The Path of the Tapir Biological Corridor and its associated natural areas represent one of the few remaining frontiers of wild space in Costa Rica and as such enjoy an incredible diversity of flora, fauna, habitats, and ecological processes. Occupying the space between three of Costa Rica’s most well-known national parks – Corcovado, Manuel Antonio, and Los Quetzales – it is a largely overlooked biologist’s dream. Scientists and conservation managers mostly drive through the Corridor on the Coastal Highway on their way to the high-profile Osa Peninsula. But the Path of the Tapir and its associated natural areas are, in their own right, worthy of study and exploration. And if the Osa is to remain biologically healthy, the Corridor and its associated natural areas hold the greatest promise of serving the Peninsula as its primary biodiversity insurance policy.

In terms of size and land use, the Corridor is comprised of 82,000 hectares distributed in:

  • 39,000 ha of primary and old secondary (greater than 40 years old) forest, including mangrove
  • 12,000 ha of relatively young secondary forest (less than 40 years old)
  • 21,000 ha of pasture and grassland
  • 3,000 ha of forest plantation
  • 2,000 ha of wetlands and freshwater systems
  • 5,000 ha of commercial farming land

By last count, the Corridor is home to 52 local communities and contains:

  • 30 principal rivers of which 28 start within the boundaries of the Corridor
  • More than 1000 species of plants
  • 146 species of mammals (58 species of bats alone)
  • 400+ resident species of birds, 600+ species during migration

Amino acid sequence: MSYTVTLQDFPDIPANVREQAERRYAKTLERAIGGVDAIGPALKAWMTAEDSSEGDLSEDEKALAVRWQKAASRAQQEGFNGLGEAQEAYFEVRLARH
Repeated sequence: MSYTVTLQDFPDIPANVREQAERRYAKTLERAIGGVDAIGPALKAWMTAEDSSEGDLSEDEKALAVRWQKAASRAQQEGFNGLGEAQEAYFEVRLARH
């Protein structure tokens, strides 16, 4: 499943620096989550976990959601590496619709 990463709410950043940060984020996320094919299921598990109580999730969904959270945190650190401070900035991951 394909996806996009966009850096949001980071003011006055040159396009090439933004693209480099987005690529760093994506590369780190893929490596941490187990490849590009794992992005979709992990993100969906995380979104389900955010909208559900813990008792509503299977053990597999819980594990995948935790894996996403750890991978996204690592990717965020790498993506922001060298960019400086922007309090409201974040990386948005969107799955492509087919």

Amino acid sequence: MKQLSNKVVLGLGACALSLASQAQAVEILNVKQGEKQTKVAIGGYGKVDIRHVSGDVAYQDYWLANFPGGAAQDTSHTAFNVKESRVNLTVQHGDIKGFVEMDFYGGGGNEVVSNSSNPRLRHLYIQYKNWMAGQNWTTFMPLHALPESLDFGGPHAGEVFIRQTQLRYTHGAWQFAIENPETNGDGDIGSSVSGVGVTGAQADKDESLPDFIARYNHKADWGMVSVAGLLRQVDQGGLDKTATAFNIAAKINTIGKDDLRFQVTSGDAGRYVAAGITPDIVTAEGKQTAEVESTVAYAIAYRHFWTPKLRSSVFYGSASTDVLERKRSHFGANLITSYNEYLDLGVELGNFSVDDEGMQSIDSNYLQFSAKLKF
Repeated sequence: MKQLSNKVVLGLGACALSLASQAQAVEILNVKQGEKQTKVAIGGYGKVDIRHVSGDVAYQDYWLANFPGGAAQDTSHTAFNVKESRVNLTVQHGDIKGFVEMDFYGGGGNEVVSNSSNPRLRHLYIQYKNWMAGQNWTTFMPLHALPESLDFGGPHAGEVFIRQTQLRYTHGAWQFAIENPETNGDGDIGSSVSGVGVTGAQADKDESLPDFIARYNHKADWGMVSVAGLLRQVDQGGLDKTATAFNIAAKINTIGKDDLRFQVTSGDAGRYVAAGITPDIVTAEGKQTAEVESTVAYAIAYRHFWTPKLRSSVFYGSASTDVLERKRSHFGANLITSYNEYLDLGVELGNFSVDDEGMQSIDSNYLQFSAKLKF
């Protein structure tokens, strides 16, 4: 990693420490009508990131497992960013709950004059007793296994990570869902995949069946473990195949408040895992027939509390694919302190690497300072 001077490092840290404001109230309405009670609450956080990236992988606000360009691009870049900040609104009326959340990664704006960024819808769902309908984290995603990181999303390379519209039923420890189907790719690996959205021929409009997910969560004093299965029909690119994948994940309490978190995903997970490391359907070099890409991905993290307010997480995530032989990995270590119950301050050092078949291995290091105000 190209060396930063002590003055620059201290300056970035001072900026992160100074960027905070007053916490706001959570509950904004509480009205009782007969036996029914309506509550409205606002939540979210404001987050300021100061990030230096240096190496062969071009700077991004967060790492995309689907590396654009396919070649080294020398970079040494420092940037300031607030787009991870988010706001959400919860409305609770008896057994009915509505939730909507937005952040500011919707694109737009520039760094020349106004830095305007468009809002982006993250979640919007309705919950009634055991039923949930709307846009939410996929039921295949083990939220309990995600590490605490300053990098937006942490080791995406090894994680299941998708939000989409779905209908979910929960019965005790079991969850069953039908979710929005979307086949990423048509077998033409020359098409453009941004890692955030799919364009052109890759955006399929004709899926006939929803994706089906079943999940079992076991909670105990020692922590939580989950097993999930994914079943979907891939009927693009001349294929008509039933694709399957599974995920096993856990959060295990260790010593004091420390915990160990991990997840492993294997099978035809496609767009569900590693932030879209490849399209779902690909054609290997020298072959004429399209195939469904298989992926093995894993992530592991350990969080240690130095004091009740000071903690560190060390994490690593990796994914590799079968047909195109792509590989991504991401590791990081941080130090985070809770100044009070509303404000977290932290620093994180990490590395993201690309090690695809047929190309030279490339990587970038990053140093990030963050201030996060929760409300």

• 81 species of reptiles, 6 endemic
  • 51 species of amphibians, 4 endemic

Restoration of habitat and key species has occurred primarily because of changes in human land use patterns (e.g., cattle ranching has diminished) while other anthropogenic pressures – including hunting – have remained relatively low over the last few decades. The Path of the Tapir has traditionally been an area sparsely settled primarily for agricultural and small-scale extractive purposes. In the mid-20th century, the greatest impact on the Corridor was cattle ranching and logging.  But many of the

Threats to the Corridor were temporary and cyclical in nature, i.e., over time recuperation and natural restoration were possible.

But threats are changing rapidly in the Path of the Tapir. Currently, the Corridor is facing a wide range of threats that fundamentally undermine its core functionality – connectivity. In particular, the Coastal Highway was recently completed and cuts the Corridor in two from north to south. Electrical infrastructure – including at least three high-tension power transmission lines that are planned to traverse and transect the Corridor and three major dams scheduled to flood vast forested areas, will impact particularly important and fragile areas. Multiple concessions are under consideration for massive extraction of rock from the Corridor’s rivers. And finally, with infrastructure development leading to greater accessibility, there has been an explosion in population growth of both nationals and foreigners. Foreign investors have been primarily responsible for buying up large tracts of land for development and this has begun to lead to a form of fragmentation that is more difficult to reverse. Because of their permanence, these current threats are far more troublesome than historical ones.